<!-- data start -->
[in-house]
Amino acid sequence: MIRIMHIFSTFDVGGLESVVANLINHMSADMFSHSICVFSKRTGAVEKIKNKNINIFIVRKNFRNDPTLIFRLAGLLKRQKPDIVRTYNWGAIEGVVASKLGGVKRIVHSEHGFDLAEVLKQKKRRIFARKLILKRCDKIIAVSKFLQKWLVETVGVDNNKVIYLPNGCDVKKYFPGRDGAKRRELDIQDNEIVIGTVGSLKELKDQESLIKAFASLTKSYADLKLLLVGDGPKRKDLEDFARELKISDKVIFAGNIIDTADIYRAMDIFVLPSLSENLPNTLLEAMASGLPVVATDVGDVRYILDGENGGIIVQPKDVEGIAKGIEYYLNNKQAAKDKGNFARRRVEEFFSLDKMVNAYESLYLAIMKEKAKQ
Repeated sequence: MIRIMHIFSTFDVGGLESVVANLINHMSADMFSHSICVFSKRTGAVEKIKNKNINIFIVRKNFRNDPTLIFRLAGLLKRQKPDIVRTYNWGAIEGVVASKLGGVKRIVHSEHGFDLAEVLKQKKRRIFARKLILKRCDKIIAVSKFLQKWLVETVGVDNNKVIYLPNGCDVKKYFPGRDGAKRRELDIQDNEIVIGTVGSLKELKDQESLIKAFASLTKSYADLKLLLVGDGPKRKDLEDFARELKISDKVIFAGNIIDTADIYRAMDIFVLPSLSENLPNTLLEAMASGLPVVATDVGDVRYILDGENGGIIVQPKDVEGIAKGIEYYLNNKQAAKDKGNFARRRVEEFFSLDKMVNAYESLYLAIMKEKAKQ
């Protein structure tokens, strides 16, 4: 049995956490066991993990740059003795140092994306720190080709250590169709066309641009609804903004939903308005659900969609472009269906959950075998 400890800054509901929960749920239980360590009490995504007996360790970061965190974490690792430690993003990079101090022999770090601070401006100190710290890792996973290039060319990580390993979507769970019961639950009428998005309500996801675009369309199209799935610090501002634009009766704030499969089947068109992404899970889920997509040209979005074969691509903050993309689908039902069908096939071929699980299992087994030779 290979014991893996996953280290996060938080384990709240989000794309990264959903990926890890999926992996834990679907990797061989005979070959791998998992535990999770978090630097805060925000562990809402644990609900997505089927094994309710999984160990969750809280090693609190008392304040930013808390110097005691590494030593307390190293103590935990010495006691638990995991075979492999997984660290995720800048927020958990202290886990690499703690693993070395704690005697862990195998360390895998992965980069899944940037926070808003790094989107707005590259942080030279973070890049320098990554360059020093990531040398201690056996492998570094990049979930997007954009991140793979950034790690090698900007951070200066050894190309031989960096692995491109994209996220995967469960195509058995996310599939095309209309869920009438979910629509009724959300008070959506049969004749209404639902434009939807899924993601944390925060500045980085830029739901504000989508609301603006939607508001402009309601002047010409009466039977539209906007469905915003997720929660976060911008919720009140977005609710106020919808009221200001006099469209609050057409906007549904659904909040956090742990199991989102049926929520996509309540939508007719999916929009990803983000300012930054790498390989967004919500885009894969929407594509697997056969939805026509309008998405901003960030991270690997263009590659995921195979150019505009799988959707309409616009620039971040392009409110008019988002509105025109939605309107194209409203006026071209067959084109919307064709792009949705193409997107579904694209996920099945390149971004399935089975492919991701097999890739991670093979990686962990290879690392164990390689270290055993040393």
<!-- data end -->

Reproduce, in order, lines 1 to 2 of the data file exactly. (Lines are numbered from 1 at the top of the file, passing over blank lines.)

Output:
[in-house]
Amino acid sequence: MIRIMHIFSTFDVGGLESVVANLINHMSADMFSHSICVFSKRTGAVEKIKNKNINIFIVRKNFRNDPTLIFRLAGLLKRQKPDIVRTYNWGAIEGVVASKLGGVKRIVHSEHGFDLAEVLKQKKRRIFARKLILKRCDKIIAVSKFLQKWLVETVGVDNNKVIYLPNGCDVKKYFPGRDGAKRRELDIQDNEIVIGTVGSLKELKDQESLIKAFASLTKSYADLKLLLVGDGPKRKDLEDFARELKISDKVIFAGNIIDTADIYRAMDIFVLPSLSENLPNTLLEAMASGLPVVATDVGDVRYILDGENGGIIVQPKDVEGIAKGIEYYLNNKQAAKDKGNFARRRVEEFFSLDKMVNAYESLYLAIMKEKAKQ